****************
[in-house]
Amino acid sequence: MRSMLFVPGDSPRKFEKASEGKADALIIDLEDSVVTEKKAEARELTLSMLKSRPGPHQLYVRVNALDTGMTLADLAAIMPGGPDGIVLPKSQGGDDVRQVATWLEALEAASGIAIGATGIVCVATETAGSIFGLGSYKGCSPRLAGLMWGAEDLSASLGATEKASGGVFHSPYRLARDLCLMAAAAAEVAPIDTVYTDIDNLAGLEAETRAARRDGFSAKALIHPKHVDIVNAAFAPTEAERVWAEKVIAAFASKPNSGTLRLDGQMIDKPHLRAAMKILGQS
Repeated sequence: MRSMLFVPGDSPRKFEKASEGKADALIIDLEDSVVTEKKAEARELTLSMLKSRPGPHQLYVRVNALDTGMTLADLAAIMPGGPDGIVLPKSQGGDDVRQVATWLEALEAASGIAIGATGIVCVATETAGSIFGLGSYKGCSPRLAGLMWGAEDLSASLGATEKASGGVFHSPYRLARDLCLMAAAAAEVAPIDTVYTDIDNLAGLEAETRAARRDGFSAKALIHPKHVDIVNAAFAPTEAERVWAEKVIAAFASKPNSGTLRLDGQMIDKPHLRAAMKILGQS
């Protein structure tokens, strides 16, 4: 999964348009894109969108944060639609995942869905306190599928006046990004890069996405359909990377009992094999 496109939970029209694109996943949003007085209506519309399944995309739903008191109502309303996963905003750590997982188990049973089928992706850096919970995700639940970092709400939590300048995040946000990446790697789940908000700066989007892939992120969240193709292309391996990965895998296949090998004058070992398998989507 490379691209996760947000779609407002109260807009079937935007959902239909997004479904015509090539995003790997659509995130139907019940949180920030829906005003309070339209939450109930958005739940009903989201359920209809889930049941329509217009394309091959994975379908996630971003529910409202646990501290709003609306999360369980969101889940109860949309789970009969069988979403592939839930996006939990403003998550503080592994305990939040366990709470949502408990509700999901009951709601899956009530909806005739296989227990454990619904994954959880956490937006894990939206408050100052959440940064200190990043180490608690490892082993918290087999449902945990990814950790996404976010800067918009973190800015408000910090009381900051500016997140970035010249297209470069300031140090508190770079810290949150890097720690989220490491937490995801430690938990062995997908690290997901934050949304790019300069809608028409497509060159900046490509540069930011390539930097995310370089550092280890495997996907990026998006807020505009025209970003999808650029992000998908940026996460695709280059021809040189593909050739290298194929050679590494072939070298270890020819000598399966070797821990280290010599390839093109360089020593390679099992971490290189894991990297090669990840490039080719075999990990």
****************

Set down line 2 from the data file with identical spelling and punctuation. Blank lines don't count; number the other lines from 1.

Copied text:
Amino acid sequence: MRSMLFVPGDSPRKFEKASEGKADALIIDLEDSVVTEKKAEARELTLSMLKSRPGPHQLYVRVNALDTGMTLADLAAIMPGGPDGIVLPKSQGGDDVRQVATWLEALEAASGIAIGATGIVCVATETAGSIFGLGSYKGCSPRLAGLMWGAEDLSASLGATEKASGGVFHSPYRLARDLCLMAAAAAEVAPIDTVYTDIDNLAGLEAETRAARRDGFSAKALIHPKHVDIVNAAFAPTEAERVWAEKVIAAFASKPNSGTLRLDGQMIDKPHLRAAMKILGQS